4. SIMPLE IRA

  • Might be right for you if: You’re a small business owner who wants to make contributions to an employee’s plan.
  • Contribution limits: In 2022, employers can contribute up to 3% of the employee’s compensation as an employer match, or 2% of the employee’s compensation if the employee doesn’t contribute. The employee contribution limit for 2022 is $14,000.
  • Tax treatment: Contributions are tax-deductible and required every year.

A savings incentive match plan for employees (SIMPLE) IRA is for small-business owners — businesses with 100 employees or fewer — who want to offer a tax-deferred retirement plan for their employees. A SIMPLE IRA requires contributions from the employer, which can be made on their own or to match an employee’s contributions.

If the plan is built to allow them, employees age 50 and older can make catch-up contributions up to $3,000 in 2022.

5. Rollover IRA

  • Might be right for you if: You have 401(k) accounts from past employers.
  • Contribution limits: After rolling over your 401(k) into an IRA, you’re subject to the annual contribution limits for traditional and Roth IRAs.
  • Tax treatment: If you roll over your assets directly, you’ll preserve the tax-deferred status of of your plan assets.

Deciding exactly what you should do with a 401(k) when you leave a job can be tricky. Cashing it out causes you to lose money thanks to penalties and taxes, so a better idea is to roll old 401(k)s over into an IRA. With this approach, you transfer the 401(k) funds into an IRA. The new rollover IRA allows you to keep the full balance and continue to contribute to your account.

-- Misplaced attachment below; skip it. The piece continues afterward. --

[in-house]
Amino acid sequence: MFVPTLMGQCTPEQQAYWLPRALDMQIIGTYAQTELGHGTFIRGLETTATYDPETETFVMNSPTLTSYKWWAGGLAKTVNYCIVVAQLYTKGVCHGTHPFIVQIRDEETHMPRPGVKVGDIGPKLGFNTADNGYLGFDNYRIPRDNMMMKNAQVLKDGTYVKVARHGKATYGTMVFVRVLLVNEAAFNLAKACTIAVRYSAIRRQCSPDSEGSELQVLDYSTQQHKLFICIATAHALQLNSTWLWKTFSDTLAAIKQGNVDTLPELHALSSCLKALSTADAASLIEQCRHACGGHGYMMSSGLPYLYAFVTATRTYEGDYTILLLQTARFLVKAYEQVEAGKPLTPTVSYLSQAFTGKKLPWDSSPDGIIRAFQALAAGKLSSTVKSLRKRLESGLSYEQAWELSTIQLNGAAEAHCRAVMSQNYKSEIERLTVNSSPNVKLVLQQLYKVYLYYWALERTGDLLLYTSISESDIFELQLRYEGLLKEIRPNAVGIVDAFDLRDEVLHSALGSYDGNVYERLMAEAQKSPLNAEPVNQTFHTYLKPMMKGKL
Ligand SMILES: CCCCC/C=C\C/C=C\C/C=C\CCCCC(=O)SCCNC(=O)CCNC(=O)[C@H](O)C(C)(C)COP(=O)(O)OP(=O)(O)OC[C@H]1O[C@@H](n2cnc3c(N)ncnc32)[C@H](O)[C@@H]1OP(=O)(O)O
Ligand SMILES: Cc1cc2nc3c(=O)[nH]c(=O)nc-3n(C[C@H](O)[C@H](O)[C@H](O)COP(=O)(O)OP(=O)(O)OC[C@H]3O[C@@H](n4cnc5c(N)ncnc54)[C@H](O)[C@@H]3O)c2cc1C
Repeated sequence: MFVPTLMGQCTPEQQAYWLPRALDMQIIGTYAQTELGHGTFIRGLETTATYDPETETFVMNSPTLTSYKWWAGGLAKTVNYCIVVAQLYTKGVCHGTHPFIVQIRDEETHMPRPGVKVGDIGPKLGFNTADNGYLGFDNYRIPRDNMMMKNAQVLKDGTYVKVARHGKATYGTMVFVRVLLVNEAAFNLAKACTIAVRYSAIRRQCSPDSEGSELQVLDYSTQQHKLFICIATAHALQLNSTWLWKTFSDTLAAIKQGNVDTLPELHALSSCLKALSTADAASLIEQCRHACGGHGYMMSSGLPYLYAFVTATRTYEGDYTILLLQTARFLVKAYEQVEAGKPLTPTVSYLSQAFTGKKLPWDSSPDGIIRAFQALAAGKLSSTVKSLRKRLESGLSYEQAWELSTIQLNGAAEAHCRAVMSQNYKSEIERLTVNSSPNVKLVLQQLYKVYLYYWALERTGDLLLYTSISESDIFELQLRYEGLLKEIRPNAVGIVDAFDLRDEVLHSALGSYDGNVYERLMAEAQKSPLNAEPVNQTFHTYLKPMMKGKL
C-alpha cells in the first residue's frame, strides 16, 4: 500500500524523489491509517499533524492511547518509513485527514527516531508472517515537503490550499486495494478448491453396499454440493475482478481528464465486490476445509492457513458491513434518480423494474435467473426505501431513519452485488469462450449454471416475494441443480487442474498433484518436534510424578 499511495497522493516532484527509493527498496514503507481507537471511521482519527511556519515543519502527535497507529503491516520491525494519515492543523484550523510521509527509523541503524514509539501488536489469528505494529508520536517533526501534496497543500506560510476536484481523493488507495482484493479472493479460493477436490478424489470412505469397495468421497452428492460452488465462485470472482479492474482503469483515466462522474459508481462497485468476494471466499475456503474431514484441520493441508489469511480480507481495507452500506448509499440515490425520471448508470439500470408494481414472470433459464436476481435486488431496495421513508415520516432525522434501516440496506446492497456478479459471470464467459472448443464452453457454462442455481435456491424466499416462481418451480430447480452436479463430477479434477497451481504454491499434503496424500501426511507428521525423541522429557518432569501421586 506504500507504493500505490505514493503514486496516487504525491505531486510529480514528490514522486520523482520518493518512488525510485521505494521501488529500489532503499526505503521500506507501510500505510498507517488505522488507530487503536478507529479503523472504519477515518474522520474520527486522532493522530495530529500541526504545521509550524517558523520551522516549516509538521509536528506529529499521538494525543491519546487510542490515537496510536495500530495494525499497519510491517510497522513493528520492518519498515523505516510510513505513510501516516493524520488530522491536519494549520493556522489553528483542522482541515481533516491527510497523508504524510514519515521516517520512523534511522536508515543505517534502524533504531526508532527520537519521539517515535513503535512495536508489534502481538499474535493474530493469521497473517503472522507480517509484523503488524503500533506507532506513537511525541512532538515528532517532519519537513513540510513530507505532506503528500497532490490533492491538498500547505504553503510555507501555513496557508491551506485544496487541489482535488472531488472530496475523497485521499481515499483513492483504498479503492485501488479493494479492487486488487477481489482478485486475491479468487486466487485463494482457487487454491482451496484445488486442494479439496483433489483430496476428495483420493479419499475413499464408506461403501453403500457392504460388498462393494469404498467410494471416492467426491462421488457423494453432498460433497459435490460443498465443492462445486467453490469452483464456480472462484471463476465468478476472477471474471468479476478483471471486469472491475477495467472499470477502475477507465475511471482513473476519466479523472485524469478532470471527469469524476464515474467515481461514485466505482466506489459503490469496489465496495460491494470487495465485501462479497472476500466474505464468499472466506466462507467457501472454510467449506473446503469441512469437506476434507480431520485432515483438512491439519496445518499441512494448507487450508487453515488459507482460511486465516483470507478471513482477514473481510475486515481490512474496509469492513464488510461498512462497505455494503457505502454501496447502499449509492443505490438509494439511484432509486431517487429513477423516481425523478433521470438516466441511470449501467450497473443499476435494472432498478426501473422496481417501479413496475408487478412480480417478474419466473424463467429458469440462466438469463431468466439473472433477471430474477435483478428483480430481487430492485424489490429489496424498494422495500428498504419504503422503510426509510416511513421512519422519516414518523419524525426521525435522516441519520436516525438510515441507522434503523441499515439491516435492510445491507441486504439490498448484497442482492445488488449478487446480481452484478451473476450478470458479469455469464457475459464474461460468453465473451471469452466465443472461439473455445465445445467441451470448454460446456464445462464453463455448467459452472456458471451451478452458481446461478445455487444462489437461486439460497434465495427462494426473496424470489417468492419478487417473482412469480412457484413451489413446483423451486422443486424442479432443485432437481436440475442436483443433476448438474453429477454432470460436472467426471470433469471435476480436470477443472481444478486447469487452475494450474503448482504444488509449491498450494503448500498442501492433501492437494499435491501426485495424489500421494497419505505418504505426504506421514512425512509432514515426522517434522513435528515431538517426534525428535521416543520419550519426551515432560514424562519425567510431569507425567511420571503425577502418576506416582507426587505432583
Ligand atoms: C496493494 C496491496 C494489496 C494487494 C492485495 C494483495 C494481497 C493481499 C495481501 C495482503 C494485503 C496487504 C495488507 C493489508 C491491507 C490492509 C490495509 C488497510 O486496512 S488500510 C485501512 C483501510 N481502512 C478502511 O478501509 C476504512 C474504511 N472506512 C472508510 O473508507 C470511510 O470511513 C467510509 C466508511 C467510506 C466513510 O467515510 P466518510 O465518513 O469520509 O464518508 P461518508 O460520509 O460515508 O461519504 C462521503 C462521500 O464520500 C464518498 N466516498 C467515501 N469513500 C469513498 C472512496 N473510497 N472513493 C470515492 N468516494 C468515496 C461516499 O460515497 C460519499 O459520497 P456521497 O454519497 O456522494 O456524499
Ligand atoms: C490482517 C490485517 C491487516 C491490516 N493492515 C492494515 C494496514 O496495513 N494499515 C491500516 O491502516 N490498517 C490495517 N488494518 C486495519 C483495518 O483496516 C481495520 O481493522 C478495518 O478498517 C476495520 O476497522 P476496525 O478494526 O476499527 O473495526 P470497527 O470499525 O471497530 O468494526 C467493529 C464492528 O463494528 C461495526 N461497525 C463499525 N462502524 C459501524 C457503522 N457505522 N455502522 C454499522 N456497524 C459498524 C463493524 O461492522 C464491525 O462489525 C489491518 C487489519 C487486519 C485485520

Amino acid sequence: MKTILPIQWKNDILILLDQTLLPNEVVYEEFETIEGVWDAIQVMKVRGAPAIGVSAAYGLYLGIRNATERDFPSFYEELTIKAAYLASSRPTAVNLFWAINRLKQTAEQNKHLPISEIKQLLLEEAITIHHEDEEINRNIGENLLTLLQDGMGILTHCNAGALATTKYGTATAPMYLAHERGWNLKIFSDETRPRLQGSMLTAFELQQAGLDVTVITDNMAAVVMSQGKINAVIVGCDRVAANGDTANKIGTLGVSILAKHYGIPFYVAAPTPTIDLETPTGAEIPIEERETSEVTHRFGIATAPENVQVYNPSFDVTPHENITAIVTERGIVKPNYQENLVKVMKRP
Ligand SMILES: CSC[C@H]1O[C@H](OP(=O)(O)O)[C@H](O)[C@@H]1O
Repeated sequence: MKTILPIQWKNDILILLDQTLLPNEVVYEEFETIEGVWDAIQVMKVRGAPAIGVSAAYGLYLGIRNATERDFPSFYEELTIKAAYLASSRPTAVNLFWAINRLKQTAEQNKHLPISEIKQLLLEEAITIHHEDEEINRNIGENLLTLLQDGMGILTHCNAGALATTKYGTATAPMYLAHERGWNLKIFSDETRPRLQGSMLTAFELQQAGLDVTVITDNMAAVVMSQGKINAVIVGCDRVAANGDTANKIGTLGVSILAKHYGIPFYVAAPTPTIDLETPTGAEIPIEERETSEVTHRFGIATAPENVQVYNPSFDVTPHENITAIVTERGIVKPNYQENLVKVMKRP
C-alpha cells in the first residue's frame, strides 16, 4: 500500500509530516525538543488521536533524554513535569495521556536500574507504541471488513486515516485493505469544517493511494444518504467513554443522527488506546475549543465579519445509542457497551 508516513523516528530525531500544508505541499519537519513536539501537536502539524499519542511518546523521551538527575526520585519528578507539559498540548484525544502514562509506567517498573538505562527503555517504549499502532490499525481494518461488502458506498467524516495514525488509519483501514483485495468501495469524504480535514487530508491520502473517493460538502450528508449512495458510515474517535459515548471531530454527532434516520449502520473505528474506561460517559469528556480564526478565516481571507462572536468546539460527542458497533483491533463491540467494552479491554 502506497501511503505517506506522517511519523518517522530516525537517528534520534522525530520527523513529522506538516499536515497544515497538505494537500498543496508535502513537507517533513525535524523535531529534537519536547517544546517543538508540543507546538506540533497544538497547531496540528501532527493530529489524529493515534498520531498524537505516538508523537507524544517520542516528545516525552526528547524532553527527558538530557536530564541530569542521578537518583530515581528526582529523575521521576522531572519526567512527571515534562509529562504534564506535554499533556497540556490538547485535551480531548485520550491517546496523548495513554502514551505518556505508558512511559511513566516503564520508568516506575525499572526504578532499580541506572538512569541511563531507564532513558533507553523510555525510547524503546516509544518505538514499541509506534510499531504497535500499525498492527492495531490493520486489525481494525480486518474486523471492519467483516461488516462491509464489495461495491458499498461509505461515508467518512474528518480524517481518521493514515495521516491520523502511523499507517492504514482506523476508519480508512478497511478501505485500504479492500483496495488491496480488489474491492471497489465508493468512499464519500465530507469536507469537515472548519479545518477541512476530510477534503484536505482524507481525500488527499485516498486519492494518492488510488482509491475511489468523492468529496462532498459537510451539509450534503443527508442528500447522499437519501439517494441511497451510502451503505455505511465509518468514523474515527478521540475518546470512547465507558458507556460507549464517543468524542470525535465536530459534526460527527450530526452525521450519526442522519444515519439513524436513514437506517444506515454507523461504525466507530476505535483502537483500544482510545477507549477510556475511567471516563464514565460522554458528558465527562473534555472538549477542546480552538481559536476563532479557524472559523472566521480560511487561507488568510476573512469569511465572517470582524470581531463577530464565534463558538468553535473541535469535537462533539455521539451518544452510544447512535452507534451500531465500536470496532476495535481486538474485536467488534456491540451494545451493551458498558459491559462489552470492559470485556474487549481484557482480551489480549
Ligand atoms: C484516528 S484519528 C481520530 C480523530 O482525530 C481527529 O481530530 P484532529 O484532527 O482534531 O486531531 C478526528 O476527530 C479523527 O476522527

6. Spousal IRA

  • Might be right for you if: Nonworking spouses who have spouses with earned income.
  • Contribution limits: You can contribute up to $6,000 per year in 2022 (or $7,000 if you’re 50+).
  • Tax treatment: Tax deductibility depends on whether you open a traditional or Roth IRA.

If you don’t work but your spouse does, you can still save The IRS allows nonworking or low-income spouses to contribute household income into an IRA to save for the future.

A spousal IRA can be either a traditional IRA or Roth IRA, depending on your preference and income. Depending on the account you choose, you can deduct the amount you contribute and watch the money grow tax-deferred over time. It’s a powerful option that can help your retirement nest egg grow as a couple, providing you file your income taxes as “married filing jointly.”

Frequently asked questions

The best type of IRA to open depends on your income, tax status and employment status. To decide which type of IRA might be right for you, we have a handy guide to retirement plans that offer benefits of each so you can find your ideal match.

It depends. With a Roth IRA, you can withdraw your principal (the contributions you make) at any time without penalty. Roth IRA earnings and funds in traditional IRAs are subject to early withdrawal penalties and taxes if you don’t meet certain IRS guidelines.